Londonderry marks anniversary of WWII U-boat surrender

One of the U-boats surfacing on the River Foyle during the surrender in May 1945
One of the U-boats surfacing on the River Foyle during the surrender in May 1945

Seventy years ago today the first German U-boat travelled up to the Foyle river where they were formally ordered to surrender by Admiral Sir Max Horton, Commander-in-Chief, Western Approaches.

The surrender of the German vessels followed the most prolonged naval campaign ever waged – the Battle of the Atlantic finally – and acknowledged Londonderry’s pivotal role as a strategic allied WWII base, with over 100 military ships docked there from 1943.

Former Wren Muriel Nevin remembers meeting a U-boat commander during a trip into the Irish Republic

Former Wren Muriel Nevin remembers meeting a U-boat commander during a trip into the Irish Republic

Muriel Nevin, now 91 and living in Armagh, remembers the friendliness of the people in Londonderry when she served with the A36 and A37 Fleet Air Squadron in Maydown, Co Londonderry as a Wren.

“The atmosphere was great,” she said. “Everybody helped everybody, no matter who you were.

“I remember the dances and all the lovely music. There were of course sad moments when you heard of people being killed and ships going down, but you had a job to do and you did it.”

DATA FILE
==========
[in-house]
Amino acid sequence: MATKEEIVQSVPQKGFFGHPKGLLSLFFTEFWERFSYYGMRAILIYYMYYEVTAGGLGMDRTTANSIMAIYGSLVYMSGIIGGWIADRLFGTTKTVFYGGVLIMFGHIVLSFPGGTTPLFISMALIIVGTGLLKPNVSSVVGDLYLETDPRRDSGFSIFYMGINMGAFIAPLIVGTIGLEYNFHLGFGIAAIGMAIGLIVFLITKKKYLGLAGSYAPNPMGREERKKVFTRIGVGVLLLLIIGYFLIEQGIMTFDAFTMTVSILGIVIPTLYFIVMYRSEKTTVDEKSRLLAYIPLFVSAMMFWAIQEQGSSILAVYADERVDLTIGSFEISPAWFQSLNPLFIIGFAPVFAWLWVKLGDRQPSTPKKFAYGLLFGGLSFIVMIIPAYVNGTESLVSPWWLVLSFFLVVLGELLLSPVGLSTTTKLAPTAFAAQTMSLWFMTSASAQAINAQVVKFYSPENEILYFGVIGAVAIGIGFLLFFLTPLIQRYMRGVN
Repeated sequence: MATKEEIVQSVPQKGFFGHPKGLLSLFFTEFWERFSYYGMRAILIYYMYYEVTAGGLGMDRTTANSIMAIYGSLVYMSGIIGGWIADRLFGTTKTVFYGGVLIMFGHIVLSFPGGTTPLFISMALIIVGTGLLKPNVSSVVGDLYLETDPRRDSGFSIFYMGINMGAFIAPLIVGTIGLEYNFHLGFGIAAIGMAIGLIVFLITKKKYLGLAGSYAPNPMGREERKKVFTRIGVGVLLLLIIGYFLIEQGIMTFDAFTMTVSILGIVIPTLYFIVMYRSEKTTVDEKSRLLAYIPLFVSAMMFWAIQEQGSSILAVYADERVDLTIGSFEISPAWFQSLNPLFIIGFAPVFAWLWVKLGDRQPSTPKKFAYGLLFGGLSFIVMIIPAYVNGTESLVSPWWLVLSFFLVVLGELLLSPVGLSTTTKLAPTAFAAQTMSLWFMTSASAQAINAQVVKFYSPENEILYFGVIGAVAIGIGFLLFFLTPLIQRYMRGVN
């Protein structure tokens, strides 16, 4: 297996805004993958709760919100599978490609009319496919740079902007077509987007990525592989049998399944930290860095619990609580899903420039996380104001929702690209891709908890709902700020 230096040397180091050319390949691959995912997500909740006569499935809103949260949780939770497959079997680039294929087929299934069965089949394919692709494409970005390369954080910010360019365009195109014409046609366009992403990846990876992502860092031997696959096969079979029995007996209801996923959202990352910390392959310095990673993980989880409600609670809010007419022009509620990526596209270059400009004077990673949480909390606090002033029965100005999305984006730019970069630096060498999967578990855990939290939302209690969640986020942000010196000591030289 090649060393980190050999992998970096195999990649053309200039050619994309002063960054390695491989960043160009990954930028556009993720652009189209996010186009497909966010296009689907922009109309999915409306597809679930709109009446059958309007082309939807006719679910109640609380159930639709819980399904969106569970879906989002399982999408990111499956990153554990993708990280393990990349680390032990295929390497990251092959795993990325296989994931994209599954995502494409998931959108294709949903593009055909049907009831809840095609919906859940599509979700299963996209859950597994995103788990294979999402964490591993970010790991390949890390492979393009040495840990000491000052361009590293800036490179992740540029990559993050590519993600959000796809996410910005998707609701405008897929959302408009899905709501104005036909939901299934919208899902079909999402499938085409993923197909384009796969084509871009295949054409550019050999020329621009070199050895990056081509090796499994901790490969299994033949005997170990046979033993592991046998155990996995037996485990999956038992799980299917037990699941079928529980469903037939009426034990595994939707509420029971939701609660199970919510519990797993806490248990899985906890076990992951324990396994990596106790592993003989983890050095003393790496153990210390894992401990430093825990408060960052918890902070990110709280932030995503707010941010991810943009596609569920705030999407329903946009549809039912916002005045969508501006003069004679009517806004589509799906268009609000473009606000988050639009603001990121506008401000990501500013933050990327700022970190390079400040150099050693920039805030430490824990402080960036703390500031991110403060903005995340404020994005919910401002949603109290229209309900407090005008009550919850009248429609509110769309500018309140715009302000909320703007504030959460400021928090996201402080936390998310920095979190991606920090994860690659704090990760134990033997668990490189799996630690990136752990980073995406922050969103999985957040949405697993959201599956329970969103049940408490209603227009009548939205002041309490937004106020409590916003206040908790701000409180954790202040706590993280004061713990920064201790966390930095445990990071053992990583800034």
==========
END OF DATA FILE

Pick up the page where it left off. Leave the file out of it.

While not on duty Muriel would leave the camp and visit towns nearby, sometimes crossing the border to the neutral Irish state.

On one occasion she and her friends had a rather surprising encounter.

“One day we went from Londonderry across the border to a hotel by the Foyle where we had beautiful steaks and there was a man sitting there. We invited him over to talk to us as he seemed to have perfect English.

“We talked a little about Germany and remarked that he seemed to know a lot about it. ‘I ought to,’ he said. ‘I’m a German U-boat commander.’

“We thought he was joking, but he took us to see his U-boat, and there it was, in the water.

“We asked him ‘Is this the only one?’ ‘Oh no,’ he said. ‘We come in here regularly to refuel and have a pint of the black stuff.’ We left quickly after that as we were worried we might be captured!”

Muriel also recalled the day when none other than Bob Hope came to Maydown to entertain the troops.

“I remember at the Fleet Air Arm Base in Maydown when Gerry Colonna, Francis Langford and Bob Hope came to visit. I asked Bob Hope would he entertain our troops and he said, ‘No little Wren, we’re not allowed to!’ and he offered me some chewing gum. They were only there to entertain the US troops!”

This weekend a number of events will take place capturing the atmosphere and recounting the story of this remarkable vintage era in Londonderry’s history.

These will take place in the Guildhall, Tower Museum and Harbour House this Saturday, featuring guided tours, original artefacts, stage drama, living history actors, a 1940s photo booth and much more from 10am to 5pm.